Even Edison Research’s own findings confirm that long form isn’t a problem. According to their study in 2017, the average podcast-consumer listens to 5 hours and 7 minutes across 5 podcasts per week. Thus, the average length of a consumed episode is 61.4 minutes. This is actually more a reflection of how long the episodes are that the participants listen to, than a reflection of the success

Again, these are all averages and broad studies. They can be nicely informative, but the diverse niches in podcasts make the data almost impossible to apply without deeper, segmented studies.

I like to summarize it this way:

The ideal length of a podcast episode is the same as the ideal length of string: as long as it needs to be.Click To Tweet

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About the Author
As an award-winning podcaster, Daniel J. Lewis gives you the guts and teaches you the tools to launch and improve your own podcasts for sharing your passions and finding success. Daniel creates resources for podcasters, such as the SEO for Podcasters and Zoom H6 for Podcasters courses, the Social Subscribe & Follow Icons plugin for WordPress, the My Podcast Reviews global-review aggregator, and the Podcasters' Society membership for podcasters. As a recognized authority and influencer in the podcasting industry, Daniel speaks on podcasting and hosts his own podcast about how to podcast. Daniel's other podcasts, a clean-comedy podcast, and the #1 unofficial podcast for ABC's hit drama Once Upon a Time, have also been nominated for multiple awards. Daniel and his son live near Cincinnati.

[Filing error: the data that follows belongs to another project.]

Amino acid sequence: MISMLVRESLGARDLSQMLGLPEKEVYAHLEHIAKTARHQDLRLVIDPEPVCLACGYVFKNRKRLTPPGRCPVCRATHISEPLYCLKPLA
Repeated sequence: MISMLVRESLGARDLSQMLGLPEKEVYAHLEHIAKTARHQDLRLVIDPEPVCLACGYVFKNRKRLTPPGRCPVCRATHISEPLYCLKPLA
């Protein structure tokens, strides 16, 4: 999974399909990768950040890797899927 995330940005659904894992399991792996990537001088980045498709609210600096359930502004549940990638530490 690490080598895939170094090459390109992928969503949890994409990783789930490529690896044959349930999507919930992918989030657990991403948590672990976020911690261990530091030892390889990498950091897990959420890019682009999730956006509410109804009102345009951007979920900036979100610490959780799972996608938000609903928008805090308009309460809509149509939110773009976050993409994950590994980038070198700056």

6 comments on Is There an Ideal Length for Podcast Episodes? – TAP305

  1. Shawn says:

    Great episode. I am going to be starting my podcast as soon as my equipment arrives so this episode topic came at just the right time.

  2. Daniel, what a great episode!

    I host a show that is ~2hr long and half of it is the main topic discussion. The other half is email reading, from the feedback we received for the last episode.

    My podcast is biweekly, so I’ve always thought about the efficiency of making it weekly with one episode with the main show and in the other week email reading.

    I hope that gives you insight for a future episode, because it’s what troubles me the most at the moment!